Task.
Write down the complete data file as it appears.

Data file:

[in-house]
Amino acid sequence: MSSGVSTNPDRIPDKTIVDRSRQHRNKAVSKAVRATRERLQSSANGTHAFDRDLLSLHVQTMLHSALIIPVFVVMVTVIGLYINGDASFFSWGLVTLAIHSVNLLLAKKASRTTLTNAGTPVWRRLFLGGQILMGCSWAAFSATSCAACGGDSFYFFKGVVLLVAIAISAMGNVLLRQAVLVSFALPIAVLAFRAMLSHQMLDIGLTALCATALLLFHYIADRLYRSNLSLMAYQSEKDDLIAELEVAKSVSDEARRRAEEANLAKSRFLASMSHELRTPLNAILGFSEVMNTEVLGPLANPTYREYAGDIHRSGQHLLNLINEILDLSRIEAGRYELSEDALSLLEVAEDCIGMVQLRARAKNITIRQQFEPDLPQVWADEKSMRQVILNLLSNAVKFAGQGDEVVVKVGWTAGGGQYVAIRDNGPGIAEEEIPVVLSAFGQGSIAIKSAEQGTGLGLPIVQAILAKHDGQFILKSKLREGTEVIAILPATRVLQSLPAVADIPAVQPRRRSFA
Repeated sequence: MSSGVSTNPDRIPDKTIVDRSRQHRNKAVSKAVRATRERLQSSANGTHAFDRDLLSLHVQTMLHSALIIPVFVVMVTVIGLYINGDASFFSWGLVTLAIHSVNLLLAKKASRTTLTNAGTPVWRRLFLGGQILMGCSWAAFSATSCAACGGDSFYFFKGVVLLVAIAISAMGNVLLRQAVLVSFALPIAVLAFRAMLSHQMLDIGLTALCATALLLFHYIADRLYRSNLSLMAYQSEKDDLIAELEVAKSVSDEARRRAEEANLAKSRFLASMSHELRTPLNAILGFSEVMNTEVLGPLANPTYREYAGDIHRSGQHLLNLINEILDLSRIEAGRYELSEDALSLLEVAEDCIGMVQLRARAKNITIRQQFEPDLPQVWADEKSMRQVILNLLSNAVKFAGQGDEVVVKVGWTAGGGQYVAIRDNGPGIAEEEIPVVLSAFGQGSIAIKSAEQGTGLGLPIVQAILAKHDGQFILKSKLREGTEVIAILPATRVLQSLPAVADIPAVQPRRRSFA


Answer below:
[in-house]
Amino acid sequence: MSSGVSTNPDRIPDKTIVDRSRQHRNKAVSKAVRATRERLQSSANGTHAFDRDLLSLHVQTMLHSALIIPVFVVMVTVIGLYINGDASFFSWGLVTLAIHSVNLLLAKKASRTTLTNAGTPVWRRLFLGGQILMGCSWAAFSATSCAACGGDSFYFFKGVVLLVAIAISAMGNVLLRQAVLVSFALPIAVLAFRAMLSHQMLDIGLTALCATALLLFHYIADRLYRSNLSLMAYQSEKDDLIAELEVAKSVSDEARRRAEEANLAKSRFLASMSHELRTPLNAILGFSEVMNTEVLGPLANPTYREYAGDIHRSGQHLLNLINEILDLSRIEAGRYELSEDALSLLEVAEDCIGMVQLRARAKNITIRQQFEPDLPQVWADEKSMRQVILNLLSNAVKFAGQGDEVVVKVGWTAGGGQYVAIRDNGPGIAEEEIPVVLSAFGQGSIAIKSAEQGTGLGLPIVQAILAKHDGQFILKSKLREGTEVIAILPATRVLQSLPAVADIPAVQPRRRSFA
Repeated sequence: MSSGVSTNPDRIPDKTIVDRSRQHRNKAVSKAVRATRERLQSSANGTHAFDRDLLSLHVQTMLHSALIIPVFVVMVTVIGLYINGDASFFSWGLVTLAIHSVNLLLAKKASRTTLTNAGTPVWRRLFLGGQILMGCSWAAFSATSCAACGGDSFYFFKGVVLLVAIAISAMGNVLLRQAVLVSFALPIAVLAFRAMLSHQMLDIGLTALCATALLLFHYIADRLYRSNLSLMAYQSEKDDLIAELEVAKSVSDEARRRAEEANLAKSRFLASMSHELRTPLNAILGFSEVMNTEVLGPLANPTYREYAGDIHRSGQHLLNLINEILDLSRIEAGRYELSEDALSLLEVAEDCIGMVQLRARAKNITIRQQFEPDLPQVWADEKSMRQVILNLLSNAVKFAGQGDEVVVKVGWTAGGGQYVAIRDNGPGIAEEEIPVVLSAFGQGSIAIKSAEQGTGLGLPIVQAILAKHDGQFILKSKLREGTEVIAILPATRVLQSLPAVADIPAVQPRRRSFA